Making Your Nest Egg Last Through Retirement

As a baby boomer, retirement is either right around the corner or has already begun. You’ve saved, invested and contributed to your social security fund, but your monthly “income” still may not be as high as when you were working.

Many experts say to spend about 4% of your retirement nest egg per year. But, for some, that doesn’t amount to much. Even if you have a healthy nest egg, you’ll probably still have to make your money stretch further than you are accustomed to.

Before you reach retirement, calculate how much you have in savings, investments and social security. Look online for retirement calculators and online planners, or hire an advisor. Once you have an idea of how large your retirement nest egg is, develop a retirement spending plan.

A flexible spending plan is probably the best choice because you won’t necessarily spend the same amount each year of retirement. Make a list of your retirement dreams and decide when you’ll want to do each one.

Typically, retirees spend more time traveling and doing other activities early in retirement when their health permits, so plan to spend more during this time. Spending usually slows down mid-retirement as health declines, but peaks near the end when medical bills are a major expense. Plan your budget accordingly and decide how much you plan to spend each year.

What’s Really Necessary?

Once you have a set monthly income, prepare a budget. First, budget for necessary expenses. With what is left over, budget for discretionary items such as travel and entertainment. Your “discretionary items” budget may not allow you to spend carelessly, so be thrifty. Many retirees automatically spend less because they have more time to cook at home and they do less driving because they don’t have to commute. But, you’ve probably been dreaming of doing many things in retirement, so figure out a way to do them without blowing your money in the first year.

If you’re like most retirees, travel is at the top of the dream list, so travel smart. Look for online deals on airfare and hotels. At restaurants, take advantage of senior discounts and go for the early-bird specials. Travel during off-peak seasons. If you decide to travel by air, take red-eye flights. If you plan to travel in your own car, get a fuel-efficient one. Travel to visit family and stay with them instead of in hotels. Try a house exchange or buy an RV and take your “home” with you wherever you go.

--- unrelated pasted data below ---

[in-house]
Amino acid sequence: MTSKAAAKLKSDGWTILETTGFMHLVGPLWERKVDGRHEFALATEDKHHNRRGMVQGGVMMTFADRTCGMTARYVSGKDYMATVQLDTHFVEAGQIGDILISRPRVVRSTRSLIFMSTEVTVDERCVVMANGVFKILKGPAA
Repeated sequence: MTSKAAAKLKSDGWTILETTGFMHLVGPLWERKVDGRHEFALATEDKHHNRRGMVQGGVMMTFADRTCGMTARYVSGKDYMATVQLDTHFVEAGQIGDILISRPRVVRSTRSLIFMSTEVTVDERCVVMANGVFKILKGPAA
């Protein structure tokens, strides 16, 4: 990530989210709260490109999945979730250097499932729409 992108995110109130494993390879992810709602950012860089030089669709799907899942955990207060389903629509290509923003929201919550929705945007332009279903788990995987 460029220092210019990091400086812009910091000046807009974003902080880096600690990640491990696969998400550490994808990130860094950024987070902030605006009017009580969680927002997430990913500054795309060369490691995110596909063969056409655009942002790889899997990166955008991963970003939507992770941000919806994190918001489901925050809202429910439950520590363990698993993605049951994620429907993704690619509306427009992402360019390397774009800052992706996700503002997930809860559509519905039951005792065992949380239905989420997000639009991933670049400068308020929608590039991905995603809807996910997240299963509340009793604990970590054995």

Retireme nt Activities Close By

You can also enjoy numerous retirement activities right in your own city. By being creative and flexible, you can find numerous free activities that are fun and rewarding. You’ll want to take time for purely fun activities like golf, tennis, movies, and other entertainment, but fun will only take you so far.

You’re used to a rewarding job, so look for activities that will be rewarding to yourself and others. Spend time with your family by visiting them or babysitting grandchildren. Volunteer at a non-profit organization to give something back to your community. By volunteering at sports or entertainment events, you can even get free or discounted tickets.

Take time for your favorite hobbies that you previously had no time for or develop new hobbies. You can even turn your hobbies into a money-making venture by selling things you make, teaching or getting a part-time job. Continue to challenge your mind by taking a few continuing education classes at a college or university, checking out books at the library, listening to podcasts or reading online articles that interest you. Also, take advantage of free or cheap cultural or entertainment events at your local college or university.

Save money on housing by moving into a smaller home in a cheaper area of your current city or move to a cheaper town. Many cities have retirement communities where you can enjoy socializing with other retirees. You can also refinance your mortgage if you still have one or try a reverse mortgage if you need the money.

Adjust, Adjust, Adjust

Adjust expenses such as health care and insurance. At the beginning of retirement, you’ll be healthier, so look for a low-premium plan. Negotiate lower car insurance rates since you’ll likely be driving less. You also won’t need disability insurance, and you can reduce life insurance. You may even be able to downsize to only one car, which will save you money on gas, insurance, payments and maintenance.

Track your expenses and adjust your spending frequently. Retirement is your reward for working your entire life, so enjoy it, but also be smart about your spending to ensure that your retirement nest egg lasts throughout your entire retirement.

About the Author: Alex Shelton is a freelance writer for Become.com. Become is a price comparison and product review site that helps consumers find the best product and great deals. From Nike soccer shoes to a littmann stethoscope, you can find reviews and prices for pretty much anything.

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